Rather than point the finger at the intermediary for accepting inducements, when little alternative has been made available to them, it is our belief that the product providers should be more accountable for suitability when marketing their products via intermediaries. The current regulatory framework seeks to manage suitability by ensuring that the retail products sold via intermediaries are appropriate for the needs of consumers.

Where we believe that this process breaks down is that the product producers take little or no responsibility for the suitability process. This responsibility lies wholly with the intermediaries, yet the range of knowledge, experience and qualifications amongst advisors is extremely varied.

Product providers make numerous commission options available and rely on the intermediaries to make full disclosure of payments. However, we believe that the standard of compliance with the Consumer Protection Code is varied across the market, and we do not believe that ever greater disclosure is the answer. It is simply not credible that all advisors in Ireland today are able to provide advice on every protection, retirement and investment product to the same standard. It is essential that financial advisors have the necessary experience and technical knowledge to provide suitable advice to their clients.

Adequate Advisor Knowledge

The incentive of commissions is widely believed to be the main reason for biased and inappropriate financial advice. However, another factor to consider is that many advisors do not have the appropriate technical knowledge or experience to provide the best advice in a wide range of circumstances.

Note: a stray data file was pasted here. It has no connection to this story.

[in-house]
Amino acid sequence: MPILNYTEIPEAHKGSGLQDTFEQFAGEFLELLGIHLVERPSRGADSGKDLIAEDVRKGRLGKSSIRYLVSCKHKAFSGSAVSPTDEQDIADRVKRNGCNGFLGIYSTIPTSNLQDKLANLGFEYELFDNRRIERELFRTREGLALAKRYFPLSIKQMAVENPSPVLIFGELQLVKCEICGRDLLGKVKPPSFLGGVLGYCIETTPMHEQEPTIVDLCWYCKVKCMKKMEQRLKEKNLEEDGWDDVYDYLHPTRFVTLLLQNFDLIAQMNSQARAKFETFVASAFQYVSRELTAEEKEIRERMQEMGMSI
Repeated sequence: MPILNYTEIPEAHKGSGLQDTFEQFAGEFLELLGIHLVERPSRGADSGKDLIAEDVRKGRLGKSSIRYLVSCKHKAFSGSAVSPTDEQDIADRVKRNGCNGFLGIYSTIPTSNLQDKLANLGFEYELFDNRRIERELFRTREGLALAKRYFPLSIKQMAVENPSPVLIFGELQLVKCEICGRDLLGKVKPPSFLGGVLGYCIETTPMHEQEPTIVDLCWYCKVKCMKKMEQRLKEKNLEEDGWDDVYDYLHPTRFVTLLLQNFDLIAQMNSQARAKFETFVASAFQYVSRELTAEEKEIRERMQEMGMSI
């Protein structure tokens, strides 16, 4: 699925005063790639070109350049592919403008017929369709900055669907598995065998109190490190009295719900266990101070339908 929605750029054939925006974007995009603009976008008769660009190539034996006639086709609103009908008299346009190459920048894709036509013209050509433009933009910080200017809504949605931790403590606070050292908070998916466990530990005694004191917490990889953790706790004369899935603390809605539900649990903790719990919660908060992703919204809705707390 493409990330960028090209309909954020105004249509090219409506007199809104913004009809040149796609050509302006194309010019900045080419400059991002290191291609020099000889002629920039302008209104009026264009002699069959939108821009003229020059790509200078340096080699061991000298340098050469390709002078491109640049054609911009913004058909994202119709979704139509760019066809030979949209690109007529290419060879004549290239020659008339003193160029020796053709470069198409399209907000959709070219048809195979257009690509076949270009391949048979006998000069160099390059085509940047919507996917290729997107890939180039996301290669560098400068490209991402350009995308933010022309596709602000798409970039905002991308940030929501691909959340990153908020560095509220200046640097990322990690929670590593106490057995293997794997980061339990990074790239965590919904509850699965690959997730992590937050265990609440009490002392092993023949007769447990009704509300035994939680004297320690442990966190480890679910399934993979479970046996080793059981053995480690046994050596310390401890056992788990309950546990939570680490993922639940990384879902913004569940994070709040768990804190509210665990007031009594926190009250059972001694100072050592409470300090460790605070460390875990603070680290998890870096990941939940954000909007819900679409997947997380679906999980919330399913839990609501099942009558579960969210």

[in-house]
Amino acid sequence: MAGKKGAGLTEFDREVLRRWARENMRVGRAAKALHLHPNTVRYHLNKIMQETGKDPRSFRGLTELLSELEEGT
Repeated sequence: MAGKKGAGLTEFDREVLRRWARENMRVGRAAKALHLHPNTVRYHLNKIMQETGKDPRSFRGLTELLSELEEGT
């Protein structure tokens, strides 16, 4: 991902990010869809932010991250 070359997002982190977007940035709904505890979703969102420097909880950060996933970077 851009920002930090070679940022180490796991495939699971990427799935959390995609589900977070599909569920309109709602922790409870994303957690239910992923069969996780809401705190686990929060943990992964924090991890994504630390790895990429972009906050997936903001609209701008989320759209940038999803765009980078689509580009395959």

In the UK, the regulator has noted that – “Approximately one-third of firms sampled did not have adequate training and competence procedures in place.” 1

In an industry as important as the provision of financial advice, most rational people would expect to find stringent qualification standards. The reality, regrettably, is otherwise. The hurdles to becoming a qualified financial advisor are astonishingly low. The relevant examination, the Qualified Financial Advisor (QFA) designation can be attained after relatively little study and absolutely no practical experience.

Having passed this examination, there is often little inclination for advisors to attain further qualifications or professional development. The consequence is an industry whose levels of knowledge and professionalism can be woefully inadequate. Financial services companies often do not commit the time or resources to provide further training or development for their advisors. Their priority is often short-term revenue. These businesses are likely to be focused on selling products to pay short-term costs, rather than the longer-term development of their advisors.

Furthermore, CPD events sponsored by Life Assurance Companies are typically nothing more than a product selling forum with little time devoted to raising standards of professionalism.

Sir Callum McCarthy, Chairman of the Financial Services Authority in UK, stated at the Gleneagles Savings & Pensions Industry Leaders’ summit, September 2006 – “There are substantial failings in the recruitment, training and assessment of advisors. We need to see an advisory process which supports treating customers fairly. Too often it does not.”

We believe that a higher level of minimum benchmark qualification than the QFA should be required of advisors, and we propose that the Certified Financial Planner designation should be recognised formally by the Central Bank of Ireland as the current industry gold standard.

1 (FSA Document ‘Treating Customers Fairly – towards fair outcomes for consumers.’ July 2006).